The good news is that, in my experience, schools like this will move kids up or keep them in a class longer depending on their development level. So when they’re ready, they move on to bigger and better challenges.

But if you want a school that’s going to be more tailored qualitatively to your specific child, you might want to look at Montessori or Waldorf.

PRO: Kids can be kids

While both Primrose and Goddard introduce academics early, it’s almost always in the context of hands-on learning and play.

Kids here are engaged and having fun while they’re learning foundational skills.

I really like that the classes seem to be excellent at helping young kids learn math, verbal, and reading skills, while giving them lots of chances to play, pretend, and be silly, without being overly rigorous.

Key Differences between Primrose and Goddard

If I’m being honest, you’re unlikely to find any major differences in approach from these two schools.

That’s not to say there ARE no differences between your local Primrose and Goddard, because there surely are, but in terms of the curriculum, there’s not a ton of differentiation.

At both schools, your children will be exposed to STEAM, do arts and crafts, learn reading and verbal skills, have plenty of play and pretend time, and do a mix of small and large group activities.

Some things you may want to ask about at your local school, which could be determining factors:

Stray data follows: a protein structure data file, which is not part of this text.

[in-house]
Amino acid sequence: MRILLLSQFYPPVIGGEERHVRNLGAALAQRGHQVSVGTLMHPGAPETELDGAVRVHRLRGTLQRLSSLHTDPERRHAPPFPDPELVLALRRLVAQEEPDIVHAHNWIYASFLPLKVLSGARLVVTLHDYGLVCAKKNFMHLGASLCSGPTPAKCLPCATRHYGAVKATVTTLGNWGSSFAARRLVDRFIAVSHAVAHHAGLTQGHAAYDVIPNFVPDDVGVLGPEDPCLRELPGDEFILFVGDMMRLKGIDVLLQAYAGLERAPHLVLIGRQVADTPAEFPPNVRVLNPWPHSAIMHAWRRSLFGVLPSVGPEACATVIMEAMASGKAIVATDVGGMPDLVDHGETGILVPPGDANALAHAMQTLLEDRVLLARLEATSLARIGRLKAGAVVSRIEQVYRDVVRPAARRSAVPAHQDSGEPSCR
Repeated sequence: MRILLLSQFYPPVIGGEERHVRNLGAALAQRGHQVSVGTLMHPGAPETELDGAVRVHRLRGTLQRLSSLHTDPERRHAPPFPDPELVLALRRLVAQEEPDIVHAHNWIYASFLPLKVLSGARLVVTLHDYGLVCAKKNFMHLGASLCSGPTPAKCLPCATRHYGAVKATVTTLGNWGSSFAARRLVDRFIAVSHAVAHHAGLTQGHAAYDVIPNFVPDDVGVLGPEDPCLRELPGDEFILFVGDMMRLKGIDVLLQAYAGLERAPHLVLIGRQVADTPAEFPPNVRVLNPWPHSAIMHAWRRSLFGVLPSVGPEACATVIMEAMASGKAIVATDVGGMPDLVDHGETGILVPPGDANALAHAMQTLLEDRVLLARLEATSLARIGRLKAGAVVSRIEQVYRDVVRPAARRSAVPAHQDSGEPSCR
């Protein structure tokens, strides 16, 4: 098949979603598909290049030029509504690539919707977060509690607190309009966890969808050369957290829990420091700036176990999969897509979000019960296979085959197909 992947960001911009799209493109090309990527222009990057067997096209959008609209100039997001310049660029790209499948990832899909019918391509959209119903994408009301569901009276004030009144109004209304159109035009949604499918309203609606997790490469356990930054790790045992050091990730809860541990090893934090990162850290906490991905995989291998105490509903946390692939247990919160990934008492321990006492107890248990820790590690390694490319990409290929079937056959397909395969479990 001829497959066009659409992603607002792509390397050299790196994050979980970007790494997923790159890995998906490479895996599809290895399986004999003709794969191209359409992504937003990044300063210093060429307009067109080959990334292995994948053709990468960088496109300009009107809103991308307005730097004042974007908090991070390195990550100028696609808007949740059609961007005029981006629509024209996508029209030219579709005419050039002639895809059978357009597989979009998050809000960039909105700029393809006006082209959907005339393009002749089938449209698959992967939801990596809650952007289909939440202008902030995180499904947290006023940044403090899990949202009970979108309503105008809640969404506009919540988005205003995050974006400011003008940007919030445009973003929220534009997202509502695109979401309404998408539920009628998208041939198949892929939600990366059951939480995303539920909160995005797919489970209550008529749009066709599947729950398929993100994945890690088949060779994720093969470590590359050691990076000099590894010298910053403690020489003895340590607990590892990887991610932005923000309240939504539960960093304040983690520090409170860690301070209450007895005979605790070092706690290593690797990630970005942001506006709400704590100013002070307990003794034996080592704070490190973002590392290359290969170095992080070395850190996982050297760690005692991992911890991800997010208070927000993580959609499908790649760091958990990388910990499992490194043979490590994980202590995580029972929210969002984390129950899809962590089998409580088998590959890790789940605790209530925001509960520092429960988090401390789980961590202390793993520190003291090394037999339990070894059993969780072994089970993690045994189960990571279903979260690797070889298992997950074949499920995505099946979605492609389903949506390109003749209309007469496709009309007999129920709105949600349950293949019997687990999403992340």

• Price!
  • Food timing and menu
  • Report delivery (handwritten vs email)
  • Order of daily activities
  • Potty training approach
  • Drop off & pick up times
  • Etc.

Wrapping Up

There’s a reason these two are some of the most highly sought-after daycares and preschools around:

They really are two of the best!

Both have exceptionally high-quality standards and great curriculums.

I think Primrose and Goddard pretty similar at the end of the day, but that doesn’t mean either is just a “run of the mill” daycare. These two are top-notch and often have long waiting lists.

(For more, check out my full Primrose review.)

My best advice to you would be to tour your local school, meet the administrators and the teachers for your child’s age group, and go with your gut.

At least at a high-level, you probably can’t go wrong with either one.

Hope this helps!

(And don’t forget to check out the age-based play kits from Lovevery. They’re packed with sensory-rich play and learning toys for preschool kids, and they’re a great way to prep for school!)